I was a hairstylist right out of high school. I worked full time at the salon and also made extra money at home doing hair for family and friends. I made the time enjoyable in that we had a pool and my clients (family and friends) would go for a swim after their haircut. The extra money I earned from the side hustle would pay for utilities, gas, and spending money. I also instilled this work ethic in my daughters’ lives.
4. Side Hustle: Piano Teacher
I took piano lessons at an early age. So, when I became a young mother I taught piano lessons at my home in order to earn extra income for my family. Playing the piano brings me joy and is one of my favorite pastimes. I stopped teaching piano lessons, and now I volunteer my time playing for my dad's retirement home and Senior Center. This is such a fun time for me, and for them as well. I love bringing the gift of music and happiness to those listening.
5. Side Hustle: House Cleaner
When I was pregnant [with you], I helped my mom clean houses. I learned from my mom what a side hustle was because having so many siblings we needed all the extra income we could get! My mom would iron clothes for others at home, and charge per item. Then she would also clean houses to help make ends meet. She taught me how to do this work and I would go with her in order to earn extra income. She instilled these values within me so that I could also be resourceful and frugal.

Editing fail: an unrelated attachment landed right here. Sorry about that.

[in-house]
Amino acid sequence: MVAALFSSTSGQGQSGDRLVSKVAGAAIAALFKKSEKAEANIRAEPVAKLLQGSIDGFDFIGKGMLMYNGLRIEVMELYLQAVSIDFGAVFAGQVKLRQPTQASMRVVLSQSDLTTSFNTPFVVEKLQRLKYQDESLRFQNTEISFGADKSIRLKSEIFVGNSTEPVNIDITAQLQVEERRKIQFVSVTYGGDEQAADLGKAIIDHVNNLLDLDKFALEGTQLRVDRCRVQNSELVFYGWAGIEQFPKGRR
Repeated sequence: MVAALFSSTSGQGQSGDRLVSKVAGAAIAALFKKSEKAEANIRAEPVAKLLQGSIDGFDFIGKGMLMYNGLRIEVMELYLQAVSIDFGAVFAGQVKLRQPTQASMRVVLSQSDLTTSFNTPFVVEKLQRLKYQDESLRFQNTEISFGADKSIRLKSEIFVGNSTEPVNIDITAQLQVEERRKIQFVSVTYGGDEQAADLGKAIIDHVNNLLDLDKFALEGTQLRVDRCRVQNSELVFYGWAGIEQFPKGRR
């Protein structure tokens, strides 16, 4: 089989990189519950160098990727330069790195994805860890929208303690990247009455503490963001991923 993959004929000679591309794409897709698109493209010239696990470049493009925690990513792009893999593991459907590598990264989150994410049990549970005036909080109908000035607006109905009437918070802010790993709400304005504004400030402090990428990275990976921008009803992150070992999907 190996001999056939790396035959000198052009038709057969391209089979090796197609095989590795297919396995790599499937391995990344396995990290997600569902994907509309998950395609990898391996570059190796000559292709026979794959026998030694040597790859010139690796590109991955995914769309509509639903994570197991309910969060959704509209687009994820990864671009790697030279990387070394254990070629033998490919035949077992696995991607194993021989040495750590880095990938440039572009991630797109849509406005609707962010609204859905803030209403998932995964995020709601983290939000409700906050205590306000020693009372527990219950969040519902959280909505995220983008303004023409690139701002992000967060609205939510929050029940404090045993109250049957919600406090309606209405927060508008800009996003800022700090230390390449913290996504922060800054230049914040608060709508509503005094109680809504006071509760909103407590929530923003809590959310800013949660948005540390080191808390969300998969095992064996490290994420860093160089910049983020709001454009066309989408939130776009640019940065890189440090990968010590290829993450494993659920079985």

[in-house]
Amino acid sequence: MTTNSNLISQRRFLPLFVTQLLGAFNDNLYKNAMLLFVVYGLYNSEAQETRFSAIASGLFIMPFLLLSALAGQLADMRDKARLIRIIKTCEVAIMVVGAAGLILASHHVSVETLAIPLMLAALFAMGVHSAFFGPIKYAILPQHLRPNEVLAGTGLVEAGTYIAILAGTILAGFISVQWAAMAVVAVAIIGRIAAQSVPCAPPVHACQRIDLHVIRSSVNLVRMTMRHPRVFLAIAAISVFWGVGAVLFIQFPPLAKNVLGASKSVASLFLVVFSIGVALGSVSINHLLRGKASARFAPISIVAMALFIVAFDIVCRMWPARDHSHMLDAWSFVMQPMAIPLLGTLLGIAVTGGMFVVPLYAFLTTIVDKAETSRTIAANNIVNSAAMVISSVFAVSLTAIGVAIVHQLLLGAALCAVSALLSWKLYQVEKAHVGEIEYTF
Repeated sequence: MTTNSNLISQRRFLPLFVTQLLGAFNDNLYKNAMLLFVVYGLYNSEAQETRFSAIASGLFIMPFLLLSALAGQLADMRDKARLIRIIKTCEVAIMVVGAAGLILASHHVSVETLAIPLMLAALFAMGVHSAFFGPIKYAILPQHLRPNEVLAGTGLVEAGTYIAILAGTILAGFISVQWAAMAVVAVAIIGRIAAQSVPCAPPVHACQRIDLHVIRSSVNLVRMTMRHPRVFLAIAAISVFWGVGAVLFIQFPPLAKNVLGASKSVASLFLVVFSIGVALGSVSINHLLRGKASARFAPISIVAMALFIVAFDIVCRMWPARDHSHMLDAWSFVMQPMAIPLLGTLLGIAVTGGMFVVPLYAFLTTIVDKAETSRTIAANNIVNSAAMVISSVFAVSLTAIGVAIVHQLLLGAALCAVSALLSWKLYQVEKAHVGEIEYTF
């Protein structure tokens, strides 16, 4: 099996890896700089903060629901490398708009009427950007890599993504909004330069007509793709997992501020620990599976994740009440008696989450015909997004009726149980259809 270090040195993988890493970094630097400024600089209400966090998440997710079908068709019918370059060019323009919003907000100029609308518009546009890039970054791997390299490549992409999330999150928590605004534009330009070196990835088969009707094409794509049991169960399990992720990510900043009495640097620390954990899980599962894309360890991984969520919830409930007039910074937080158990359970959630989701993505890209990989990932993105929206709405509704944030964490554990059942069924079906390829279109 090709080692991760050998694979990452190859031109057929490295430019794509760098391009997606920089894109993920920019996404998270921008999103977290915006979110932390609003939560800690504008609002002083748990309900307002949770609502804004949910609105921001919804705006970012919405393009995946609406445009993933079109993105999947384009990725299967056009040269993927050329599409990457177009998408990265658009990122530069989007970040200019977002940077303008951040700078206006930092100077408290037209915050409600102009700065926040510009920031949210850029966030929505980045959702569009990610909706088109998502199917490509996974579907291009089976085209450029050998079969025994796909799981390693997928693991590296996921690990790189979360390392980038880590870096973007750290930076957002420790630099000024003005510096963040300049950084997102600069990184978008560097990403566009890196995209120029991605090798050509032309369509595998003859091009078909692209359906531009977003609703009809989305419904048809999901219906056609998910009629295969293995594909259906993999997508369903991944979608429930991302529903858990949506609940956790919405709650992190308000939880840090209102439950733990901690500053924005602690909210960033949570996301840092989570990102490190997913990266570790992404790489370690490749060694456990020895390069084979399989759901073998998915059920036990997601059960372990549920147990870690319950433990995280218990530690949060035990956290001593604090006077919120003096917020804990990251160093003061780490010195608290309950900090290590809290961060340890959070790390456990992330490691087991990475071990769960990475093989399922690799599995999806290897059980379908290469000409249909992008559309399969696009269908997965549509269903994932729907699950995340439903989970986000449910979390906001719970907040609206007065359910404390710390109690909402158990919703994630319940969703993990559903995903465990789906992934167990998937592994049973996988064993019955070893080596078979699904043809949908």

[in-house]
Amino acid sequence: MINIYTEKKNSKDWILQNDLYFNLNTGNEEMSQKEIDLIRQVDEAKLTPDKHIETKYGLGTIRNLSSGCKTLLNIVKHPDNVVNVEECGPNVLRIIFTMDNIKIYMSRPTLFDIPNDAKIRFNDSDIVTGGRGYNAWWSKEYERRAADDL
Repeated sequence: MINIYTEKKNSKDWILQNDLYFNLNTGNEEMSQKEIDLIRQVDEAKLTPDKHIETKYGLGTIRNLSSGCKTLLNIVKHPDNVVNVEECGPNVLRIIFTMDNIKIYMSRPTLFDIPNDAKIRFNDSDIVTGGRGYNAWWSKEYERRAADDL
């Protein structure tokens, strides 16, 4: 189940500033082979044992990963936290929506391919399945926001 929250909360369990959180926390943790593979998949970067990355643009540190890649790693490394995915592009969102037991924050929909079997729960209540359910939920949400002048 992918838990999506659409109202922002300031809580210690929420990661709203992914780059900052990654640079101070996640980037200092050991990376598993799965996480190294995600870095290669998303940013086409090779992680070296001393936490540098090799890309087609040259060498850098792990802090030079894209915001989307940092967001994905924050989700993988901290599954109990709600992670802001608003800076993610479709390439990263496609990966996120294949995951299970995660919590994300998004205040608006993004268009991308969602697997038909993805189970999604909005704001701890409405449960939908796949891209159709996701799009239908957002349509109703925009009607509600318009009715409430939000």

It was during this point in the conversation where my mom and I had this light bulb moment on how my grandma instilled within both my and my mother's generation the values of resourcefulness, earning extra income on the side, and being frugal.
In fact, I believe what it comes down to is this; the number one thing that my mom has taught me growing up was creativity. I was a very picky eater and did not necessarily like all of the food that was offered to me when I was growing up. My mom basically empowered me, and showed me that I needed to be creative to figure out what I liked so that I could create it myself. Being on a mission, my seven-year-old self would open the fridge and throw together a few items, make up a name for it, and enjoy the fruits of my labor. (Granted, not all my recipes were/are delicious!) The idea that I needed to use what I had on hand, and then go from there is the most very basic Frugal Living tip we could all go by.